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Dane County pushes to 'Renew the Blue' and rid of lake algae

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Local leaders and environmental advocates are partnering together to 'Renew the Blue' in Dane County lakes.

Renewing the blue in Dane County lakes

Local leader and environmental advocates hope a new initiative will urge people to help clean up area lakes. 

DANE COUNTY (WKOW) -- Local leaders and environmental advocates are partnering together to 'Renew the Blue' in Dane County lakes. 

Hearing the sound of crashing waves when visiting the beach is music to some ears, but the smell and color of algae is a completely different story. 

In Dane County, it's a problem that's impossible to ignore.

Dane County officials and Clean Lakes Alliance are facing it head-on, starting the initiative 'Renew the Blue.'

"The more phosphorus we have available, the more algae blooms we'll see," Kyle Minks said. 

Minks with Dane County Land and Water Resources Department said solving that starts with reducing run off from manure, fertilizers and even leaves.

"That reduces the risk of it getting to our lakes and causing algal blooms and other plant growth," Minks explained.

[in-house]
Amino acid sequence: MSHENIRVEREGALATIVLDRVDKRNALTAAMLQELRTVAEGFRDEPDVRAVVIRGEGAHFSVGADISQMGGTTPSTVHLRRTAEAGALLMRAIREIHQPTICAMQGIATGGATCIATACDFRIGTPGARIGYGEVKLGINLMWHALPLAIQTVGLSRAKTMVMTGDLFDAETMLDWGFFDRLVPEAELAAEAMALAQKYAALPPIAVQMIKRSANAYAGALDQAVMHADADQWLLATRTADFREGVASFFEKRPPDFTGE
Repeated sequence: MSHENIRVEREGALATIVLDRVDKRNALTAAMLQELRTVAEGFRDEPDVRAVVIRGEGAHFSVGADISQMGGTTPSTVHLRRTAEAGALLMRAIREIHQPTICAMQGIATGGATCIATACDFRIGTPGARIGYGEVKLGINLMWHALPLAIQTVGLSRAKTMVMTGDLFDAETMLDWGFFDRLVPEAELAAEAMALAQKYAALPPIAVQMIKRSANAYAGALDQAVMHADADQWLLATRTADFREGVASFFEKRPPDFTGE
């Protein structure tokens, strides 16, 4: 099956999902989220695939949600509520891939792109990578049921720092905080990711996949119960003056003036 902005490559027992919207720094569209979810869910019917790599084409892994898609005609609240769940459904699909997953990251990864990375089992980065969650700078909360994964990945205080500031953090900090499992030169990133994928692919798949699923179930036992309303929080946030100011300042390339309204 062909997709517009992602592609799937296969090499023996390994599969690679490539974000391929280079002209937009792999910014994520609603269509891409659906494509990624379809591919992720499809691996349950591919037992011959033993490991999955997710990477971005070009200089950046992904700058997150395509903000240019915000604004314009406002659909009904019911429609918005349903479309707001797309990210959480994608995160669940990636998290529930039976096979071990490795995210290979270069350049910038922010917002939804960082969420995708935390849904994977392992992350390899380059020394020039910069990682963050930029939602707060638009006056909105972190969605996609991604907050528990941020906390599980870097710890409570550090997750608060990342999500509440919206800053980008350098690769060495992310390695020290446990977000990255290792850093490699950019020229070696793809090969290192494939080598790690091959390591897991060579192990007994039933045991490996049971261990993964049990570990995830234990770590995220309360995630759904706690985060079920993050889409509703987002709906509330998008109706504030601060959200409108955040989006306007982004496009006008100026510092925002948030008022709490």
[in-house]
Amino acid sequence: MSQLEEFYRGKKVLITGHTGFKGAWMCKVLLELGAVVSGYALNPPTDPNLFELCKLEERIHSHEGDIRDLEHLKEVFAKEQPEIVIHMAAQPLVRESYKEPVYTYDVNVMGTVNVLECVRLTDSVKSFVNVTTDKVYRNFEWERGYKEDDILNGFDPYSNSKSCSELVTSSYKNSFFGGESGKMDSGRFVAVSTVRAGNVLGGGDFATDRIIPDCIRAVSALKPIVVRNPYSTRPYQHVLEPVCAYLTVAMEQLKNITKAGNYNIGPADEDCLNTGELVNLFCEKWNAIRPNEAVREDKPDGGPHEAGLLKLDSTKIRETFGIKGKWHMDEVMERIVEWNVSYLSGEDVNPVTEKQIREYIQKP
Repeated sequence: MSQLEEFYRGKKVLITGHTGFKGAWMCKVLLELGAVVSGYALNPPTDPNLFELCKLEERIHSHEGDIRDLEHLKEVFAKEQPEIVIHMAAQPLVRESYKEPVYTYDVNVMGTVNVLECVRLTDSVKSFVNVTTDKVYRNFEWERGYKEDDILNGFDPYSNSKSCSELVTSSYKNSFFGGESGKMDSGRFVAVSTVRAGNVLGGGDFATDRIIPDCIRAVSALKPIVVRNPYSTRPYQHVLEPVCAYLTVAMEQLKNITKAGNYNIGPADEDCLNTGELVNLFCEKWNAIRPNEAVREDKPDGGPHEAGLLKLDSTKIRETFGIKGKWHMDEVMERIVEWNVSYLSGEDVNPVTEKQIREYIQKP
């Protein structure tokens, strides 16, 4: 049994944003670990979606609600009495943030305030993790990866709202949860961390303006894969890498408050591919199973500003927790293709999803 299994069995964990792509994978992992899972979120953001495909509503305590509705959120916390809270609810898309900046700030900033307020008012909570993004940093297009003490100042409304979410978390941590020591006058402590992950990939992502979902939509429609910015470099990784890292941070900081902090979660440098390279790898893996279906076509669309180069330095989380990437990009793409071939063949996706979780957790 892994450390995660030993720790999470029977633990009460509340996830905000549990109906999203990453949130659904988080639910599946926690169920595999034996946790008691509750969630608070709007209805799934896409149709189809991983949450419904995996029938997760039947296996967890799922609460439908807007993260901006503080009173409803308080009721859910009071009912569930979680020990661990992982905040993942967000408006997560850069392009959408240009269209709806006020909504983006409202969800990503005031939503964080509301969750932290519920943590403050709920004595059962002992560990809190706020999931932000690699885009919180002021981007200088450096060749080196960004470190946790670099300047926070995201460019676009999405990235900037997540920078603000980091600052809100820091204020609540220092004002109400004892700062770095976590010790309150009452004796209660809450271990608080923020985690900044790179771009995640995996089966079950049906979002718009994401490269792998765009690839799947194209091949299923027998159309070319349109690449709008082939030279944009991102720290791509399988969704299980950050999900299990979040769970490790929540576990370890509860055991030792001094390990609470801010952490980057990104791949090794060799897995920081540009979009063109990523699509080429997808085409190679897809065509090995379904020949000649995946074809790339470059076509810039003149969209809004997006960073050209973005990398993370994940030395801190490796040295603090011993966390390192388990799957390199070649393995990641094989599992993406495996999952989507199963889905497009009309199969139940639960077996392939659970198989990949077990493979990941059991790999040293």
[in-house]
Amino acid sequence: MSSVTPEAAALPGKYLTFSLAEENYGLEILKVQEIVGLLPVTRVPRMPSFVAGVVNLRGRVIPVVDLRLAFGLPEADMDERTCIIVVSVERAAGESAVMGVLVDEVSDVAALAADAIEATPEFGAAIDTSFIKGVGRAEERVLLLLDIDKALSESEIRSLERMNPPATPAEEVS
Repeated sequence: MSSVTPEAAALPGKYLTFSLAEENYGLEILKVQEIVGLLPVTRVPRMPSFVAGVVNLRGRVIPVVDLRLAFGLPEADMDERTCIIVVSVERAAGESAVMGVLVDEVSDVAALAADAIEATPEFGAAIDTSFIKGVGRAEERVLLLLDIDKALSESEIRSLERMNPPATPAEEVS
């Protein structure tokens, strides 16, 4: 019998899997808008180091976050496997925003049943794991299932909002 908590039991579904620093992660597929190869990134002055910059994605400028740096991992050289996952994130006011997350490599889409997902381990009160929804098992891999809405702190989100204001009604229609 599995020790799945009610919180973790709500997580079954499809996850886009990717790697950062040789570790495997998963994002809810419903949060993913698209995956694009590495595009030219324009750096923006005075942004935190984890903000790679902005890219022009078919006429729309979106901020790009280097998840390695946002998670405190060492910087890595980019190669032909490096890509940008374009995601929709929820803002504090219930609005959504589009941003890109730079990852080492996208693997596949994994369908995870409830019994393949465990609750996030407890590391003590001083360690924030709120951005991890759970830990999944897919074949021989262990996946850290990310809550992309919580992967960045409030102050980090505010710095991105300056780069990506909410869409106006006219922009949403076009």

He said months like January through March are hard on the lakes. 

Minks explained when snow melts and rain falls, phosphorus runoff travels into the lake acting as a nutrient for algae.

"More frequent and intense rain events, have been really kind of battling and pushing against all the progress we've been making," he added.

Hans Hilbert with the non-profit Friends of the Pheasant Branch Conservancy said a new area of land on the conservancy could help.

"The main goal [of that area] is to manage water for quality and quantity improvements higher up in the watershed before it gets down into the wetlands and ultimately out to Lake Mendota," Hilbert explained.

He said it has already showed promising results.

"We've already scene bird species that we've never seen before and we're seeing water improvement," he added. 

Both Hilbert and Minks said they encourage the public to get involved. 

"Raking leaves, controlling where your water goes on and try to keep those nutrients on our landscape and not in our lakes," Minks said.

More information on 'Renew the Blue' and Friends of the Pheasant Branch Conservancy can be found on their websites.